WASHINGTON (Reuters) - A congressional panel is poised to take the first step toward ending a decades-old U.S. ban on travel to Cuba and removing other hurdles to food sales to the Caribbean island, a senior lawmaker said on Tuesday.
"This bill has been needed for a long time," House of Representatives Agriculture Committee Chairman Collin Peterson said in a statement ahead of committee action on Wednesday.
The bipartisan bill that Peterson helped craft with Representative Jerry Moran, a Kansas Republican, enjoys broad support from U.S. farm and business groups that favor ending the nearly 50-year-old U.S. embargo on communist-led Cuba.
The bill is expected to clear the committee and be sent to the full House, where it will face strong resistance from conservative lawmakers and Cuban-Americans who oppose any step to ease restrictions on trade and travel with Cuba until a democratic government is in power in Havana.
Proposals to lift the ban have floundered in Congress over the last decade due to concerns about human rights abuses in the one-party state built from Fidel Castro's 1959 revolution.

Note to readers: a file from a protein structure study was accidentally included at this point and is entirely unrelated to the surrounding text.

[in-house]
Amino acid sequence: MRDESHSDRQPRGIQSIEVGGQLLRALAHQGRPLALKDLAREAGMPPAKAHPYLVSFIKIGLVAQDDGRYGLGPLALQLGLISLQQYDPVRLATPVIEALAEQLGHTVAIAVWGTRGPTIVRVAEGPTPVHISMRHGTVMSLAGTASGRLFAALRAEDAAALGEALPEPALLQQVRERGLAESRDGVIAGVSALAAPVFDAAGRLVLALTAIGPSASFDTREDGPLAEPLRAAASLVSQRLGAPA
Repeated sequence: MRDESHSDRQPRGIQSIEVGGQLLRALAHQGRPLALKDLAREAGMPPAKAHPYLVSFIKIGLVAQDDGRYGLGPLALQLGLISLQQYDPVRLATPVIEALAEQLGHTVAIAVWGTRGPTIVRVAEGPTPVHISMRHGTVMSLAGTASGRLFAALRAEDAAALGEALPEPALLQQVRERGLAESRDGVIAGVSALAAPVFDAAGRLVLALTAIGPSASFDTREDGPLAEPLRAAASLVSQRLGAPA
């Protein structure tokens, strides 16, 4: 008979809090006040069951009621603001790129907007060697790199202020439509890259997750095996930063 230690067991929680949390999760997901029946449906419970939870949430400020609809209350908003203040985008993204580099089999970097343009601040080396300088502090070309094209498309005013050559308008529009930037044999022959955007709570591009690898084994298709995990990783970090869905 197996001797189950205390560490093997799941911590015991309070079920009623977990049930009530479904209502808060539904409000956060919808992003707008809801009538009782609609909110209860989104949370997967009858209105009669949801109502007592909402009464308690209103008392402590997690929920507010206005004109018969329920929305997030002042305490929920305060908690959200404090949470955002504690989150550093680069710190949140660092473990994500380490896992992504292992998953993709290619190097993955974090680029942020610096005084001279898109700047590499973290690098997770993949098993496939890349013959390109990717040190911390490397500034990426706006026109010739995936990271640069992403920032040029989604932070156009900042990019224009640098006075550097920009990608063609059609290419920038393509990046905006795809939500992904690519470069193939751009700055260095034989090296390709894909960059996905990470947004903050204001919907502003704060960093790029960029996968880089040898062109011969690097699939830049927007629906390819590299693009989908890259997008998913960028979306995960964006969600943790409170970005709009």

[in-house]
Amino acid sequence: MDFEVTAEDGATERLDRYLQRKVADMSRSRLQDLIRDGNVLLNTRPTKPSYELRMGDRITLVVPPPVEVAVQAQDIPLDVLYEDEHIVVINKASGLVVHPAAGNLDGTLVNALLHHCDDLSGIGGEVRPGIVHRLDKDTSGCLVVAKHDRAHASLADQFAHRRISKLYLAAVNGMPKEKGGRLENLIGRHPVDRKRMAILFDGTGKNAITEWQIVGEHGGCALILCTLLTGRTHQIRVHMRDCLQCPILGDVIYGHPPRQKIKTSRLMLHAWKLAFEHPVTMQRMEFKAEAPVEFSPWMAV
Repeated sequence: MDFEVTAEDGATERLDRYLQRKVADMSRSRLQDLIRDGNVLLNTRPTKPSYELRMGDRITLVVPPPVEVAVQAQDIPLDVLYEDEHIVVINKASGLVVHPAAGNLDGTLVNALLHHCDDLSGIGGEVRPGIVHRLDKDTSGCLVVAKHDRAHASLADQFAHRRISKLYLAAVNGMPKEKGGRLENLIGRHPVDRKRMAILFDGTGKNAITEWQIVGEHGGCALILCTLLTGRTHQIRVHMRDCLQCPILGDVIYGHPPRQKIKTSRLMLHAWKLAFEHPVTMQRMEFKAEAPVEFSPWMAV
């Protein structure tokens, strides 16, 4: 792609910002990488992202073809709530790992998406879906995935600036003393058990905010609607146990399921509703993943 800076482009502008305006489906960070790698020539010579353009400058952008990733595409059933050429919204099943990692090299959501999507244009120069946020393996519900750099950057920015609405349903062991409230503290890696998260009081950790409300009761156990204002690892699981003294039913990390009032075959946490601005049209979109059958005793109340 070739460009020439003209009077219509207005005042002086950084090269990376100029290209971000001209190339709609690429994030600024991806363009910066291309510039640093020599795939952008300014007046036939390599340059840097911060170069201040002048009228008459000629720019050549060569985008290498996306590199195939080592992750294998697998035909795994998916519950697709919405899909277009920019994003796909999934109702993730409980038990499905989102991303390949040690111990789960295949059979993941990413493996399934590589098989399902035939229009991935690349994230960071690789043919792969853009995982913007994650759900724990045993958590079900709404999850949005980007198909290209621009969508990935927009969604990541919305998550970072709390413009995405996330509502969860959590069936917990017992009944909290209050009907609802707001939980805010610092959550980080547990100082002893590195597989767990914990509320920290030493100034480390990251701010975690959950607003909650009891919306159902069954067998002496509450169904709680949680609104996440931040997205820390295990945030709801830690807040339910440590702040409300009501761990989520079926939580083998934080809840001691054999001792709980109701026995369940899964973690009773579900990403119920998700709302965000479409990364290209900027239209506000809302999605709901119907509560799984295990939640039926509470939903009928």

President Barack Obama has taken some steps to improve relations with Havana, such as allowing unlimited family travel and remittances and greater telecommunications links.
But Washington says the Cuban government has failed to reciprocate, making it politically difficult for the White House to move further in easing the Cold War-era embargo.
Cuban officials have encouraged recent U.S. trade delegations visiting Havana to work for abolish the travel ban because the arrival of more American tourists would give the government more money to buy U.S. goods.
Business groups mounted a lobbying effort on Tuesday to ensure Peterson would have enough votes in the committee to approve the bill without any changes.
"Enabling Americans to travel to Cuba and expand already legal export operations is an important first step to reforming U.S. policy toward Cuba," Bruce Josten, top lobbyist for the U.S. Chamber of Commerce, said in a letter to lawmakers.
Congress exempted farm sales from the long-standing U.S. embargo on Cuba in 2000 so long as Havana paid for the goods in cash and money transfers were handled by a third-country bank.
The administration of former President George W. Bush angered many farm-state lawmakers by interpreting the cash payment rule in a narrow way as payment before shipment.
Even so, U.S. farm exports to Cuba reached a record $710 million in 2008, before dropping to $528 million in 2009.